It’s 7 p.m. on a weary November night, and most of the floor has cleared out for the weekend. I sit in an office, wearing a Santa hat and wrapping a Batmobile. And serenading my friend Brenda with “Grandma Got Run Over By a Reindeer.” Brenda is impressed I know all the words. I’m impressed she doesn’t flee the room with her hands over her ears.
My name is Carli Entin and I am, perhaps, the most zealous fan of the New York Cares Winter Wishes Program.
I started participating in 2001, sorting through children’s letters at the New York Cares offices and persuading my co-workers to play wishmaker to an underprivileged child. In time, Winter Wishes became a yearly ritual on our floor. Our group typically purchases gifts for 50-75 children and teens each year.
I love the chaos, the good cheer, and the camaraderie that comes with participating with this amazing group of people. My colleagues pore through the letters we receive, searching for the one that touches their heart or tickles their funny bone. (Seriously, one year a kid asked for a real live elephant.) They ask me to decipher words like “Yu-Gi-Oh” and “Optimus Prime.”
By the beginning of December, we’ve usually taken over an empty office and filled it with so many toys and clothes and electronic doo-dads there’s no room to walk. And as a bunch of us sit by the windows coveting the toys we’ve purchased, wrapping the gifts, and occasionally bursting into song, I know that we’re getting at least as much joy out of giving these gifts than the children and teens who receive them will have opening them.
I know that amongst the current economic downturn, rising prices on just about everything, and a sense of uncertainty about the future, it can be hard to think about buying a gift for a child you’ve never even met. But I’d like to take this moment to urge you to sign up for the Winter Wishes program this year. It’s during these rough patches that your help is most needed. Many of these children and teens are living in group homes or shelters. Some would prefer a winter jacket and a pair of pants that fit to any toy you could give them.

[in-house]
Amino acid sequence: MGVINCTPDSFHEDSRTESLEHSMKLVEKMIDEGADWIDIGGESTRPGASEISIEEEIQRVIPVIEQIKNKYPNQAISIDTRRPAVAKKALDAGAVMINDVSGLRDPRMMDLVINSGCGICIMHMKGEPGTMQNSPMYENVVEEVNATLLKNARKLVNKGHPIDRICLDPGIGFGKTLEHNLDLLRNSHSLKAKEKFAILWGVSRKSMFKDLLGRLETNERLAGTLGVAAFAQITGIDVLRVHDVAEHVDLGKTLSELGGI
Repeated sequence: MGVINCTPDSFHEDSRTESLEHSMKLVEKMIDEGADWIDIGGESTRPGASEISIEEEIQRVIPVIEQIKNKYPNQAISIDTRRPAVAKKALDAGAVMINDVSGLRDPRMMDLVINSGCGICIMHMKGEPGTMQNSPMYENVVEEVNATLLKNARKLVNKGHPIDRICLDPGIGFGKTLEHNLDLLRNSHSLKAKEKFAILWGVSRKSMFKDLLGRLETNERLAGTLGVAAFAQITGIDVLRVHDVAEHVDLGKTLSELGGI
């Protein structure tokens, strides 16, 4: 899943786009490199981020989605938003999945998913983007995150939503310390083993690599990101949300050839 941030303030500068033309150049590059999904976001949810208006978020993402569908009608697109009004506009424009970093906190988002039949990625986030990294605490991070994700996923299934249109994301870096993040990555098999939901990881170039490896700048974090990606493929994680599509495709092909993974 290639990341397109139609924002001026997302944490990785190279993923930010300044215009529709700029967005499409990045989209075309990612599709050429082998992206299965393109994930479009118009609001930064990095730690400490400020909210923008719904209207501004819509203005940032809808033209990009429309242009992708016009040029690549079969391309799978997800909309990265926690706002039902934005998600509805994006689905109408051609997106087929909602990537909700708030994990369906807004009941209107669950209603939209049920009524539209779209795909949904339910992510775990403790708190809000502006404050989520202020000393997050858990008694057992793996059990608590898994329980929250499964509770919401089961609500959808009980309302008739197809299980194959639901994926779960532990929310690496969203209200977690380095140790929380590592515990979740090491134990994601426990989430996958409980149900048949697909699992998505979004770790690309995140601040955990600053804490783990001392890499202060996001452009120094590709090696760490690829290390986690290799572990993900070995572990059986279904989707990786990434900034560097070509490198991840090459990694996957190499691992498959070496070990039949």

If you’re concerned about cost, consider teaming up with two or three friends to sponsor a child, teenager, or even a family. Since recipients are not supposed to ask for anything that costs more than $40, chipping in with two other people would cost you less than $15 each. You can also make a general donation to New York Cares. Every little bit helps the organization reach its goal of making the holidays a little more special for 30,000+ people.
And if you happen to know where we can get a live elephant for $40 or less, please let us know.